Following a new inquiry into the industry, the Parliamentary Treasury Committee has called on the UK government to start regulating cryptocurrency trading as a form of gambling rather than a financial service.

Why effective regulation is needed:

In a report issued on Wednesday, MPs said: “The government must avoid wasting more taxpayer funds promoting tech innovations such as digital tokens, without demonstrating the clear benefits to the public.” Furthermore MPs concluded that “like gambling, cryptocurrency trading and investing can be addictive.”

And although the underlying blockchain technology could bring many benefits in the broader financial services industry, the process of wagering on the fluctuating price of an unbacked asset like bitcoin could result in consumers losing huge sums of cash. In this regard, the Conservative MP and Chair of the Treasury Committee, Harriett Baldwin, said: “Effective regulation is clearly needed to protect consumers from harm, as well as to support productive innovation in the UK’s financial services industry. However, with no intrinsic value, huge price volatility and no discernible social good, consumer trading of cryptocurrencies like bitcoin more closely resembles gambling than a financial service, and should be regulated as such. By betting on these unbacked tokens, consumers should be aware that all their money could be lost.”

Plans to officially regulate cryptocurrencies are currently under consideration:

Government’s intentions to officially regulate cryptocurrencies could be affected by the recommendations. In addition, the plans are being reviewed following a consultation earlier this year. Furthermore, it has been widely predicted that cryptocurrency trading will ultimately fall under the Financial Conduct Authority, which is right now responsible for making sure that firms comply with money-laundering rules and will soon be given oversight of advertisements.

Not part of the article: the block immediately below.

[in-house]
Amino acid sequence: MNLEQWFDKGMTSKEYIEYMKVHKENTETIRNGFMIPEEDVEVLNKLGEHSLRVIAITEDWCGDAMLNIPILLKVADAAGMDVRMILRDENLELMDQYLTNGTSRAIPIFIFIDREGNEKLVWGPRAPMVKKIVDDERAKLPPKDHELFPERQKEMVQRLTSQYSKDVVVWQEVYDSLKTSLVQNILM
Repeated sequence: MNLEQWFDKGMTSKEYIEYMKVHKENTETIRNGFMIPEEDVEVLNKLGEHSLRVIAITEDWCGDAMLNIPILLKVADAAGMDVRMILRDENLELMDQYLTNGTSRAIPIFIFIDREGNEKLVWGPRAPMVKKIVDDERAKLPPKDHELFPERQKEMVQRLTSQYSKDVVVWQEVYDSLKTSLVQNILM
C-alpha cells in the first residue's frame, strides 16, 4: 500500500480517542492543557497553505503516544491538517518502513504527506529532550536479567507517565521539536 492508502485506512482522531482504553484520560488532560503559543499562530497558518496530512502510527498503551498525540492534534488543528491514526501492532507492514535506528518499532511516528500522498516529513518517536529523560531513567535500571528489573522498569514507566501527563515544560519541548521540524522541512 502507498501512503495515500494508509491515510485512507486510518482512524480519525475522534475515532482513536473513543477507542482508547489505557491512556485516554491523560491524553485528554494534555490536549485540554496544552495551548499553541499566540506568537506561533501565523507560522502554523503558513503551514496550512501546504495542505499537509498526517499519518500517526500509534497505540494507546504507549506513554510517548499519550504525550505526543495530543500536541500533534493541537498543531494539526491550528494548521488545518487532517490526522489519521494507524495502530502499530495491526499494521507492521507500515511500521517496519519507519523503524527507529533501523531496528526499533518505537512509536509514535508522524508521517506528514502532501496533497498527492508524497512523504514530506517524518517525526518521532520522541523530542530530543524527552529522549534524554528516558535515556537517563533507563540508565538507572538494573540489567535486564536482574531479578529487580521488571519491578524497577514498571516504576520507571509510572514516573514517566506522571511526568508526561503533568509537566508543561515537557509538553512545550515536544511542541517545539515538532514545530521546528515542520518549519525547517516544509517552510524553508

However, the Treasury Committee said: “Treating cryptocurrency trading or investing like a financial service and regulating it via the FCA risked creating a halo effect that could lead consumers to believe the industry was safer than it is or that they were protected from financial losses, when they are not.”

The report said that “regulating cryptocurrencies as gambling would be consistent with the government’s principle of  same risk, same regulatory outcome.” It also highlighted the government’s recent try to produce an irreplaceable token through the Royal Mint. NFTs are one-of-a-kind digital advantages stored on a blockchain, the same decentralized ledger of transactions used to purchase and sell cryptocurrencies like bitcoin. However, the project, criticized by Labour as a “crypto gimmick” was written off in March, just under a year after the project was reported. In this regard, the Treasury Committee said that “it was calling on the government to take a balanced approach to technology and avoid expending public resources on supporting cryptoasset activities without a clear, beneficial use case. The failed NFT project was a case in point. It is not the government’s role to promote particular technological innovations for their own sake.”

Additionally, the Treasury and the CryptoUK industry group have been contacted for comment on this.